One day while cleaning the bathroom, he watches as two men leave a cubicle together. Another time, he watches as someone kneels on the ground while the other man stays standing.

Appalled, he asks Reynolds and Jason what is going on. “It’s the reptiles.” Jason says. Apparently the bathroom in which they work in is a popular spot for “cottaging” or gay sex. Many men cruise the washroom looking to get off.

What shocks Ez the most is that these are seemingly normal men. He observes one gentleman he saw in a cubicle with another meet up with his family. “Took your time,” the wife observes. He wonders if he should say anything; wonders if it’s his place.

The three men are dealt a further blow when they are given an ultimatum: cut down on the amount of gay cursing in the washroom or the London council will shut it down. Suddenly, the three men find themselves in between a rock and a hard place having to confront an enemy they know nothing about.

They decide to take matters into their own hands. They start to observe the “reptiles” and their habits; they start to fight back. But what are they fighting most?

Their own prejudices or the rights of others?

Gents may be a small novel but it packs a mean wallop. Clocking in at only 172 pages, many would under estimate the power of this slim volume. They would be unwise to do so. Gents take an in your face look at many issues that other writers would cheerfully avoid: homosexuality, washroom sex, cruising, races, culture, prejudice and racism.

Gents has so much power because it looks at all these issues and more in such brutal, unashamed honesty. You never feel for an instant that you are reading something that should be shocking or scandalous; though, looked at separately, many of the books subjects do indeed cause scandal.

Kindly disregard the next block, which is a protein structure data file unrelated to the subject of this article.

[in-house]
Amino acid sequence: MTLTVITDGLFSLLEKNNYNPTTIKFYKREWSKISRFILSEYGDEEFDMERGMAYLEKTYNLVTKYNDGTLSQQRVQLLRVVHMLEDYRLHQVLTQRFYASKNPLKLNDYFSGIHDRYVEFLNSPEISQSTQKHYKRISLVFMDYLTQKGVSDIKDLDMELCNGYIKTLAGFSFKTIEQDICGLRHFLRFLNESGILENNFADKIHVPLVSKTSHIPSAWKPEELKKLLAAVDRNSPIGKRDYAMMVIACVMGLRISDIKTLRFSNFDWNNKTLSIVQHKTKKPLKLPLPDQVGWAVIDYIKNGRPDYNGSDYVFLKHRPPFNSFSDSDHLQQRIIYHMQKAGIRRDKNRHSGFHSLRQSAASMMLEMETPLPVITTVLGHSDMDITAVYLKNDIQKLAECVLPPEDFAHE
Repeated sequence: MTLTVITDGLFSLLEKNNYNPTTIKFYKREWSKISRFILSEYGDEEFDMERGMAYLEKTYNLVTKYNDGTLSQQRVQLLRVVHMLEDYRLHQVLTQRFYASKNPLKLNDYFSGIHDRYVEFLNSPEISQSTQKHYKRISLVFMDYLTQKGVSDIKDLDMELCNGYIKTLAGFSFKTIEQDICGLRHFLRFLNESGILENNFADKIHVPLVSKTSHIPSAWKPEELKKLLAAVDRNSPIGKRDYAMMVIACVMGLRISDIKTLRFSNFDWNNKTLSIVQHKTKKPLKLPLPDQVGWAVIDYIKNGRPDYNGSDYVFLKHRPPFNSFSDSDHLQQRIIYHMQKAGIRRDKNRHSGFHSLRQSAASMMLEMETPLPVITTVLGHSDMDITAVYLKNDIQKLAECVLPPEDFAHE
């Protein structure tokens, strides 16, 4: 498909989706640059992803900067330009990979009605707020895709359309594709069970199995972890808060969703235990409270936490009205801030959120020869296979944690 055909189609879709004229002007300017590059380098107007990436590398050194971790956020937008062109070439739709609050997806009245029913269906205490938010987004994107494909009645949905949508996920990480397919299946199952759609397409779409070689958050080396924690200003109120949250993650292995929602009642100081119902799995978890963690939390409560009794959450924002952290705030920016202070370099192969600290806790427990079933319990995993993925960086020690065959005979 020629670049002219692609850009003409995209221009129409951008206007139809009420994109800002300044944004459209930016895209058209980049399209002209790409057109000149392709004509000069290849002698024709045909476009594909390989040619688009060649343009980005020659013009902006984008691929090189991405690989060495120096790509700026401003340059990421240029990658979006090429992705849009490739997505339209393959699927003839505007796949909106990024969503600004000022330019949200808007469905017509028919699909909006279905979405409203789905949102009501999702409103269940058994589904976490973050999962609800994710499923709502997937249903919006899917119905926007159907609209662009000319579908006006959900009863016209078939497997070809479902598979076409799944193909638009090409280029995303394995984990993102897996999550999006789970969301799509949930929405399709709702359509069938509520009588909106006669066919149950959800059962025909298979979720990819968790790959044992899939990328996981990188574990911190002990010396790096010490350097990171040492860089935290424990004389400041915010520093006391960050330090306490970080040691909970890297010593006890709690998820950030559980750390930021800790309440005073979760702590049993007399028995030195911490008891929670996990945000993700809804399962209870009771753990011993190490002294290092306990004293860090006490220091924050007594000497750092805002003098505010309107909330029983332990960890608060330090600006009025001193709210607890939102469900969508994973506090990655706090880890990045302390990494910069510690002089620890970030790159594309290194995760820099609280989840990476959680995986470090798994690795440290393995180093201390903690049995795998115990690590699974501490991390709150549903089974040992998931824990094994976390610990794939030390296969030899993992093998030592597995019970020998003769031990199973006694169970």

Collins has also created some of the most likeable, wonderful characters I’ve ever encountered in literature today: Ezekiel, a West Indian immigrant worried about providing for his wife and son. Jason, the Rastafarian who has two wives. Reynolds, their supervisor, who tries to remain distant from their situation but can’t help getting drawn in.

These people breathe. I don’t think I can say it clearer than that; they are people I know, people I talk to every day. They are real and honest and true people. It takes a talented writer to create characters with such finesse; characters that I feel I’ve known for years. It takes not only a writer but a magician to create with such simplicity.

Gents is written in simple, precise words. You won’t find any purple prose here; because of the writing style, the issue is right there, out in the open, waiting for you to acknowledge it. Though the language is simple, the words have power. The book doesn’t take a political or social stance. It sets everything on the table for you to read and makes no judgments.

Though many would argue that this is a book about homosexuality, it isn’t. This is a book about people who are forced to confront something within themselves and make a decision that affects others. It’s not about gay cruising. It’s about the power of the human heart when you are asked to confront something you don’t understand.

Gents is a treat, a joy and a pleasure. I am reading it again for the second time. I was moved, swayed and held by the power of Collins words and Gents is a novel that will haunt me for some time to come.